Beware of Rabies

There is absolutely no reason for a horse owner not to vaccinate a horse against rabies.

Numerous states already this year have reported rabies in a variety of domestic and wildlife species. Horses get rabies. Humans get rabies. As we know, horses are nosey, and if a weird-acting animal were to appear in a pasture, horses would likely investigate, especially if the intruder showed no fear. And of course the first thing a curious horse does is put its nose closer and closer to the thing it's investigating. BITE! Then, at some point after the encounter, the horse appears to be choking or neurologic, and we, as the caring owners and friends of owners, handle the horse and investigate the horse's mouth barehanded. Rabies is transmitted through contact with saliva. The horse doesn't have to bite you. Rabies is 100% fatal. There are effective rabies vaccines for horses, often combined into one vaccine that can be part of your regular vaccination program. There is absolutely no reason for a horse owner not to vaccinate a horse against rabies. For more rabies tips see the AAEP Forum on page 24 and register on for our upcoming free Webinar about rabies on Sept. 25. This Webinar is part of the World Rabies Day educational events.

Avoiding Other Diseases

Roberta Dwyer, DVM, is a Diplomate of the American College of Veterinary Preventive Medicine who works at the University of Kentucky Gluck Equine Research Center. Her article on page 28 discusses how to protect yourself from getting some of the diseases that your horse can contract:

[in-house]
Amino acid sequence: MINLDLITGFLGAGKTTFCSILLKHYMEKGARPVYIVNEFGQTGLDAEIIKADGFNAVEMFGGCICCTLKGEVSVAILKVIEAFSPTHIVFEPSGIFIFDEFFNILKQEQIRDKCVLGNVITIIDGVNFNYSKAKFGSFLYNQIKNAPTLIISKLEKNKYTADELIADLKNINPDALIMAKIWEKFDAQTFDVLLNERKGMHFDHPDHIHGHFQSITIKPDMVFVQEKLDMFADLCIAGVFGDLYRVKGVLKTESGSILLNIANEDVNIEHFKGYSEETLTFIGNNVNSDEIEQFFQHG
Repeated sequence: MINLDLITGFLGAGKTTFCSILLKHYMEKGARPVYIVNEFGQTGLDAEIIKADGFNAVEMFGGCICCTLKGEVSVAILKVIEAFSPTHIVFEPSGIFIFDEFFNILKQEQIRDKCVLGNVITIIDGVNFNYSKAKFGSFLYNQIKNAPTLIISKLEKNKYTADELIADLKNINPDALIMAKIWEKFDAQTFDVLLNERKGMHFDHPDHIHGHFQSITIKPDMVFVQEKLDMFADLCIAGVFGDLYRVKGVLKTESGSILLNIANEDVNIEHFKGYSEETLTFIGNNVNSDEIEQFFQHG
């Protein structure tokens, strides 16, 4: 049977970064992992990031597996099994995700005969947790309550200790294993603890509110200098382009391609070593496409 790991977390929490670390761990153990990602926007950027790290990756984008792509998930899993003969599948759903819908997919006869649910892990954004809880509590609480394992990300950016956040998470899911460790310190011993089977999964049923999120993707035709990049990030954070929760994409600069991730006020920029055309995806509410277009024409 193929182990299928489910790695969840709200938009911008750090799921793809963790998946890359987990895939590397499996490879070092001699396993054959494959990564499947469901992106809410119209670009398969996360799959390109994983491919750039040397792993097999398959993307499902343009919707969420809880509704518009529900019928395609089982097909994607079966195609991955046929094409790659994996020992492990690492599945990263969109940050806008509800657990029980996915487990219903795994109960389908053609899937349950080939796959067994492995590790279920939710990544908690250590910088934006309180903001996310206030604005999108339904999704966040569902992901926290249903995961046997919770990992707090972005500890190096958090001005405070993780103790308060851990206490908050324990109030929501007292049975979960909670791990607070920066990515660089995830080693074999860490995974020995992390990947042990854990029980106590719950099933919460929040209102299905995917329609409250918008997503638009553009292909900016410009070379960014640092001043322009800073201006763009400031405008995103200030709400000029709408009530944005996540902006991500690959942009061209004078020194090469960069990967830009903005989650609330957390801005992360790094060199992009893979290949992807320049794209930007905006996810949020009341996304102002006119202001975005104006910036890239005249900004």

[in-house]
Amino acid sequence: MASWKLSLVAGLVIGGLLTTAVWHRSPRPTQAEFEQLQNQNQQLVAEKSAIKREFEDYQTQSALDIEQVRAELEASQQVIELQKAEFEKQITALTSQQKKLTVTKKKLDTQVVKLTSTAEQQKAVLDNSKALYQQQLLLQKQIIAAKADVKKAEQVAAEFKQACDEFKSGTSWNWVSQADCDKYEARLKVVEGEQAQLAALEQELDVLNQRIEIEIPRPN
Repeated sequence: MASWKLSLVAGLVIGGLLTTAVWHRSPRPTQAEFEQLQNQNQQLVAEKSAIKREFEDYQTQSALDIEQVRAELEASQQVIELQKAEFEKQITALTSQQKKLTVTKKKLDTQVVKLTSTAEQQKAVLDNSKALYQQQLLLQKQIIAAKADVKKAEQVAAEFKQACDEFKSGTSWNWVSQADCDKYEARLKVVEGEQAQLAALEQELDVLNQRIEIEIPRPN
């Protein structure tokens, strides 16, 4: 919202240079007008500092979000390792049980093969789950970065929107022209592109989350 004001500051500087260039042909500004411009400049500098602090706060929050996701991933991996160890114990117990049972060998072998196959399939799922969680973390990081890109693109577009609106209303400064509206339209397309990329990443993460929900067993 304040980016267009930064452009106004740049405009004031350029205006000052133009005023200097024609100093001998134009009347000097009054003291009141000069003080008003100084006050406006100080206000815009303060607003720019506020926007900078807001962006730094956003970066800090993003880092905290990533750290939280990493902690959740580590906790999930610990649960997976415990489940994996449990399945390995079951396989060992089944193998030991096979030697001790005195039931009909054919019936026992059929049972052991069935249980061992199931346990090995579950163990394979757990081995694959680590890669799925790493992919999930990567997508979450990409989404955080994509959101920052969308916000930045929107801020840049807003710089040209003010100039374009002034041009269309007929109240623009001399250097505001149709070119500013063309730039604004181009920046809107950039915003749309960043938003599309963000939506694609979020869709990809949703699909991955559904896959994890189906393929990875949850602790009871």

• Obtain appropriate vaccinations for horses and for people.
  • Isolate any horse with neurologic signs and call a veterinarian; avoid touching the horse's saliva.
  • Handle horses or foals with diarrhea only while wearing protective clothing and gloves.
  • Implement mosquito and insect control strategies to reduce vector-borne diseases.
  • Immunocompromised individuals should consult their health care professional about specific concerns with any horses and other animals in their care.
  • And, just like your mother said, "Wash your hands before eating or drinking!"

Along those lines, if you haven't had the opportunity to watch one of's Webinars, go into the webinar archives and watch the most recent one on disease prevention. You'll get an hourlong video lecture from Josie Traub-Dargatz, DVM, Dipl. ACVIM, of Colorado State University, on how to protect your horses from disease and what to do if a disease gets on your property.

Just go to From there you'll see the list of archived and upcoming events, including disease prevention.

Among the tips you'll learn:

  • Drying your hands is nearly as important as washing them properly.
  • Don't dunk the end of your water hose in each bucket as you are filling it in the barn or field; that's a great way to spread disease.
  • Separate horses that are new to your herd or have been traveling and check their temperatures twice daily for two weeks.

There's more, and it's free thanks to sponsor Intervet/Schering-Plough Animal Health.

If you haven't visited recently, there are many new educational opportunities. In September we will launch four new monthly electronic newsletters on nutrition, lameness/laminitis, preventive medicine, and breeding. They will be free, bringing information straight to your inbox. Sign up today!

About the Author

Kimberly S. Brown

Kimberly S. Brown was the Publisher/Editor of The Horse: Your Guide To Equine Health Care from June 2008 to March 2010, and she served in various positions at Blood-Horse Publications since 1980.

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